Take a lesson from those who had struggled and learned to hate the law. In my earlier post, I told you to distinguish your self from the rest. How do you do that? Watch what is going on around you!
Over a year ago on my way in to teach a class, I was listened to National Public Radio as the host was interviewing someone concerning drones. Not the big military versions, but the ones being used by hobbyists. As I listened, I thought, there it is – an opportunity for someone to recognize and act upon.
I entered my classroom of estate planning students and said, “Drone Law”! They looked at me like I was crazy. I went on to explain how the development and implementation of drones in daily life had legal implications which opened the door to lawyers for the provision of services to others concerning the use of drones and the legal implications of their use in business, municipalities, farming, criminal surveillance, and for private use.
I asked them to think about the current state of the law and how might it evolve? I offered all of them a gift – an idea, and an opportunity. I told them, even a year ago, to write about drones and the potential impact and application of existing laws in their usage. You can publish in law review, but also consider copy that could be printed in a newspaper, on-line or elsewhere. “Do that, and you will find that people will contact you for legal advice even while you are in law school. Advice which you cannot provide until you graduate and pass the Bar”, I told them. “But, you can refer those cases to someone who has passed the Bar and work under their credentials.” You can become a “rain-maker” before you graduate.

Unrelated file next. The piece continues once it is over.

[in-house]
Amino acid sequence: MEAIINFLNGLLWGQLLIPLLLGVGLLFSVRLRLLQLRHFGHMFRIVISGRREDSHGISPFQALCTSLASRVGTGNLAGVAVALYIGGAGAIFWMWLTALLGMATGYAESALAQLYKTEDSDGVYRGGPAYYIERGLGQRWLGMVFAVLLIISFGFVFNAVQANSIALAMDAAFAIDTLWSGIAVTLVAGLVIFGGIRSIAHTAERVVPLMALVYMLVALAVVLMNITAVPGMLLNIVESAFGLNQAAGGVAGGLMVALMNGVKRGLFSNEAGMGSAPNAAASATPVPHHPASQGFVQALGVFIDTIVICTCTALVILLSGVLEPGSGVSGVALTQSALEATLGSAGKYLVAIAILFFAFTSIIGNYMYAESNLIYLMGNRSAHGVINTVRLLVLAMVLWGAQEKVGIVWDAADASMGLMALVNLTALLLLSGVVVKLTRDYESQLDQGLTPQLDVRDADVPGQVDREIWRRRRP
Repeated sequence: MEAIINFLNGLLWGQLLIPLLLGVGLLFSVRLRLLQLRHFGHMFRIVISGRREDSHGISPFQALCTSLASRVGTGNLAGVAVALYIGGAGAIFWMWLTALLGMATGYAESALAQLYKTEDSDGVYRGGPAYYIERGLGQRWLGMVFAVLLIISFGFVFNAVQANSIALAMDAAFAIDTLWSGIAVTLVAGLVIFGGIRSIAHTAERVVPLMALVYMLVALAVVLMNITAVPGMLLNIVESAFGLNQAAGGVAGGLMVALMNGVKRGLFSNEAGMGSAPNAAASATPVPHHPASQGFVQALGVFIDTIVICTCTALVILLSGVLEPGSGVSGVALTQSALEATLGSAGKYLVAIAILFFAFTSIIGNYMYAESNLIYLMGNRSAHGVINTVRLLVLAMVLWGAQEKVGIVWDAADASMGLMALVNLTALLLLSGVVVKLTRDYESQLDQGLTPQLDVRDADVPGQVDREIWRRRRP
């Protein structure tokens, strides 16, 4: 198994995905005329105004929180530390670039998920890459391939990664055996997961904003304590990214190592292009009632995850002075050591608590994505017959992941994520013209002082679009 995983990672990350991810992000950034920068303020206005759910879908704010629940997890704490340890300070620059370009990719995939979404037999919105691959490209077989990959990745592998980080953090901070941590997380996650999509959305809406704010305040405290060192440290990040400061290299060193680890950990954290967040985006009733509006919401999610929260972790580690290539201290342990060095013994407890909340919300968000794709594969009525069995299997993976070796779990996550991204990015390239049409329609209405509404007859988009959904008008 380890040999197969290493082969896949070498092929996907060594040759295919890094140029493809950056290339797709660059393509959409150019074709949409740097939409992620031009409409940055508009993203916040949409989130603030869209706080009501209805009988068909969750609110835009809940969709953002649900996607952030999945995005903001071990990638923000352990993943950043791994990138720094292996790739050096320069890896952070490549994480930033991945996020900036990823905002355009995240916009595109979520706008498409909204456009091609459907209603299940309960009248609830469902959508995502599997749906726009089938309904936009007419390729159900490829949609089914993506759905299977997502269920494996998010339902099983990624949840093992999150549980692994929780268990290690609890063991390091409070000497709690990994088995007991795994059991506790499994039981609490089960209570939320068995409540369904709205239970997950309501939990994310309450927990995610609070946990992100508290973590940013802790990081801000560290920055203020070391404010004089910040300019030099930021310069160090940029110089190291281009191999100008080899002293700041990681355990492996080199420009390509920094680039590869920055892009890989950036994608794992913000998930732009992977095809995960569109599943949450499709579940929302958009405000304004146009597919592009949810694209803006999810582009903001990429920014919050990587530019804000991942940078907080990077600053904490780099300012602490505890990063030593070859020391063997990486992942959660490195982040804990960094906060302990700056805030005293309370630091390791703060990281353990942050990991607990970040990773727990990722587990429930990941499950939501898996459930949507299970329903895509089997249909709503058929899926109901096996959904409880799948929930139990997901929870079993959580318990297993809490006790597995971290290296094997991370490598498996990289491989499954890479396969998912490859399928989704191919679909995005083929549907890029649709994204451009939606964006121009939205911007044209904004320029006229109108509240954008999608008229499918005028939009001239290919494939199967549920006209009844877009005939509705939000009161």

Think about it, you are lounging by you swimming pool on a beautiful summer afternoon. Out of the corner of your eye, you spot something moving toward you overhead – it is a drone. You hear the high-pitched buzz of its propellers. In addition, as it is overhead you hear “click, click, click”. You are not fully clothed! What are your rights to your image and the airspace overhead? Amazon revealed recently that they might be employing drones to make deliveries. Local law enforcement organizations are using them to search for missing persons and in drug enforcement. Just a few days ago, one landed on the White House lawn and everyone went ballistic concerned about terrorist threats, as they should.
What is the state of the law? What legislative initiatives may be pending? What does the FAA have to say about them and are there rules concerning their use for private purposes? Commercial purposes? Drones are just one of thousands of developments in technology. There are new cases decided in the courts which have the potential for impacting consumers, businesses, non-profit institutions, and governmental agencies. Every law that is passed is an opportunity to develop a practice in line with that development. The Affordable Care Act, 3D Printers, Same Sex Marriage, . . . the list is exhaustive. It is up to you to look about you and find what interests you and write about it.